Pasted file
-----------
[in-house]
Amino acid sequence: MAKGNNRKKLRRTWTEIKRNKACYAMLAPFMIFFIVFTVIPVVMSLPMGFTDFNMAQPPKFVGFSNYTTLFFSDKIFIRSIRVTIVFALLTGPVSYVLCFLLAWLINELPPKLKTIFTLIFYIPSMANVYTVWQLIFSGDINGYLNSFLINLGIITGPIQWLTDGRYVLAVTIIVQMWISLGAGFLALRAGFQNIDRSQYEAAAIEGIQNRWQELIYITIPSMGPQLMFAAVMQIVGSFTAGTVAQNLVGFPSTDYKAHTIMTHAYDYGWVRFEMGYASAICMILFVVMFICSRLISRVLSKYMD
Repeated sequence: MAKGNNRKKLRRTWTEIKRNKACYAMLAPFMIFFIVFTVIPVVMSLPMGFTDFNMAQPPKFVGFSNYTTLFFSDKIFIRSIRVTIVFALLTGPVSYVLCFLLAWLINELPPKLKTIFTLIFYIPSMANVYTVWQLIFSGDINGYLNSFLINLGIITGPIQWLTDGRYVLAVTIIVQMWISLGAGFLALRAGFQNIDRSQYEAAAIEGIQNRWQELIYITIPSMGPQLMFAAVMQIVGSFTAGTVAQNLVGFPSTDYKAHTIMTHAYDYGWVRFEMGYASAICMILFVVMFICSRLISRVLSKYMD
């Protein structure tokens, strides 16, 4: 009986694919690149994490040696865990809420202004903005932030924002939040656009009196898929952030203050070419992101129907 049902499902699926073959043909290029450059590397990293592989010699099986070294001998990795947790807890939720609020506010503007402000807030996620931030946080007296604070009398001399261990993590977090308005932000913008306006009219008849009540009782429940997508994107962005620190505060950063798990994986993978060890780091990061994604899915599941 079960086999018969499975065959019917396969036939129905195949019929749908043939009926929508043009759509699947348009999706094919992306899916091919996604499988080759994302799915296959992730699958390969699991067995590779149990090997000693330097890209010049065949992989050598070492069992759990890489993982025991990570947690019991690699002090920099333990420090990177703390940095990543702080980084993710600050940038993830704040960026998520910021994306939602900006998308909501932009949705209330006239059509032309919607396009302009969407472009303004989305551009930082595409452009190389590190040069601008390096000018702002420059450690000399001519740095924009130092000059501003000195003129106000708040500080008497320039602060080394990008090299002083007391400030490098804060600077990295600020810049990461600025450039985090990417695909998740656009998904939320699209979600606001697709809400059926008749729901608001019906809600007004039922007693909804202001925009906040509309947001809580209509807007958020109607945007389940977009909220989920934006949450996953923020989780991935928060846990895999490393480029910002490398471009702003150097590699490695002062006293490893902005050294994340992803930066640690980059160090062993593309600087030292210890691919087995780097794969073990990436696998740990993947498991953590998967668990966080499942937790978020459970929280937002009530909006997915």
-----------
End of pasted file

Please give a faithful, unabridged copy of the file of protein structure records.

[in-house]
Amino acid sequence: MAKGNNRKKLRRTWTEIKRNKACYAMLAPFMIFFIVFTVIPVVMSLPMGFTDFNMAQPPKFVGFSNYTTLFFSDKIFIRSIRVTIVFALLTGPVSYVLCFLLAWLINELPPKLKTIFTLIFYIPSMANVYTVWQLIFSGDINGYLNSFLINLGIITGPIQWLTDGRYVLAVTIIVQMWISLGAGFLALRAGFQNIDRSQYEAAAIEGIQNRWQELIYITIPSMGPQLMFAAVMQIVGSFTAGTVAQNLVGFPSTDYKAHTIMTHAYDYGWVRFEMGYASAICMILFVVMFICSRLISRVLSKYMD
Repeated sequence: MAKGNNRKKLRRTWTEIKRNKACYAMLAPFMIFFIVFTVIPVVMSLPMGFTDFNMAQPPKFVGFSNYTTLFFSDKIFIRSIRVTIVFALLTGPVSYVLCFLLAWLINELPPKLKTIFTLIFYIPSMANVYTVWQLIFSGDINGYLNSFLINLGIITGPIQWLTDGRYVLAVTIIVQMWISLGAGFLALRAGFQNIDRSQYEAAAIEGIQNRWQELIYITIPSMGPQLMFAAVMQIVGSFTAGTVAQNLVGFPSTDYKAHTIMTHAYDYGWVRFEMGYASAICMILFVVMFICSRLISRVLSKYMD
């Protein structure tokens, strides 16, 4: 009986694919690149994490040696865990809420202004903005932030924002939040656009009196898929952030203050070419992101129907 049902499902699926073959043909290029450059590397990293592989010699099986070294001998990795947790807890939720609020506010503007402000807030996620931030946080007296604070009398001399261990993590977090308005932000913008306006009219008849009540009782429940997508994107962005620190505060950063798990994986993978060890780091990061994604899915599941 079960086999018969499975065959019917396969036939129905195949019929749908043939009926929508043009759509699947348009999706094919992306899916091919996604499988080759994302799915296959992730699958390969699991067995590779149990090997000693330097890209010049065949992989050598070492069992759990890489993982025991990570947690019991690699002090920099333990420090990177703390940095990543702080980084993710600050940038993830704040960026998520910021994306939602900006998308909501932009949705209330006239059509032309919607396009302009969407472009303004989305551009930082595409452009190389590190040069601008390096000018702002420059450690000399001519740095924009130092000059501003000195003129106000708040500080008497320039602060080394990008090299002083007391400030490098804060600077990295600020810049990461600025450039985090990417695909998740656009998904939320699209979600606001697709809400059926008749729901608001019906809600007004039922007693909804202001925009906040509309947001809580209509807007958020109607945007389940977009909220989920934006949450996953923020989780991935928060846990895999490393480029910002490398471009702003150097590699490695002062006293490893902005050294994340992803930066640690980059160090062993593309600087030292210890691919087995780097794969073990990436696998740990993947498991953590998967668990966080499942937790978020459970929280937002009530909006997915």